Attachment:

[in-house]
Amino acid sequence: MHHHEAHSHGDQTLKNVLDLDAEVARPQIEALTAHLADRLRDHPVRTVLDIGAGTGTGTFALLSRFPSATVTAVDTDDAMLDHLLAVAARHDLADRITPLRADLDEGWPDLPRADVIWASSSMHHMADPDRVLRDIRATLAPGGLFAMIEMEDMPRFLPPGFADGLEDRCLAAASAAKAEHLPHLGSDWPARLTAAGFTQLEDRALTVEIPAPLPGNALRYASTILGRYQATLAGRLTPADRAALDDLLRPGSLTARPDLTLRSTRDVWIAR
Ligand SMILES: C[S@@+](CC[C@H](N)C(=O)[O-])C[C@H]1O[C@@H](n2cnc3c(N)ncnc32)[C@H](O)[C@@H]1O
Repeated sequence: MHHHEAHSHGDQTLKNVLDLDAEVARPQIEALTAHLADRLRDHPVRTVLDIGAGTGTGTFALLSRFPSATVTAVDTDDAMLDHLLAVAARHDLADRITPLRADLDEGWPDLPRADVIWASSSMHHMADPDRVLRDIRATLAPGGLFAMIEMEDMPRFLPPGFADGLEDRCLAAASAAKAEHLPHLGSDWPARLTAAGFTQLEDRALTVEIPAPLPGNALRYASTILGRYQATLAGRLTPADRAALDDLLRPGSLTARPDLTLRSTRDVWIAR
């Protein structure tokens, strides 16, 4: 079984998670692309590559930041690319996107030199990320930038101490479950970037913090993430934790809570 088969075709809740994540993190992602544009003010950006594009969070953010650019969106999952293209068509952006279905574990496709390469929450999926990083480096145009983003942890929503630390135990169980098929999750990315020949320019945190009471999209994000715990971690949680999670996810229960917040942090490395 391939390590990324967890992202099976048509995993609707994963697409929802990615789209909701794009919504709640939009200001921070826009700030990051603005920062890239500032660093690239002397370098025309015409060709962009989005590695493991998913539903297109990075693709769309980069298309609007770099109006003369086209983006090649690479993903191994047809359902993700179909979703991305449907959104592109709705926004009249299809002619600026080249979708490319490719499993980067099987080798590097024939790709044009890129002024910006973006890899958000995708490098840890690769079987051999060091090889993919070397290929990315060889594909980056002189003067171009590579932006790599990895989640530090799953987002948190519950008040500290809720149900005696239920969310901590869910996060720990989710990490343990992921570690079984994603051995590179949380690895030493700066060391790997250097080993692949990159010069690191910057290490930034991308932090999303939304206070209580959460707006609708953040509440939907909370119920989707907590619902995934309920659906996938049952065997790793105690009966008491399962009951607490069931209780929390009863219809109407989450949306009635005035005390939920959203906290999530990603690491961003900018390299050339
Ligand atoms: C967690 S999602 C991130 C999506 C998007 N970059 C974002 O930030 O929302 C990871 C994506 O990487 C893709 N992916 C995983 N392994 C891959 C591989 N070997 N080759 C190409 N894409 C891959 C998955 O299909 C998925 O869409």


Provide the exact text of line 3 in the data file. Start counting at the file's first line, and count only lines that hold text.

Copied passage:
Ligand SMILES: C[S@@+](CC[C@H](N)C(=O)[O-])C[C@H]1O[C@@H](n2cnc3c(N)ncnc32)[C@H](O)[C@@H]1O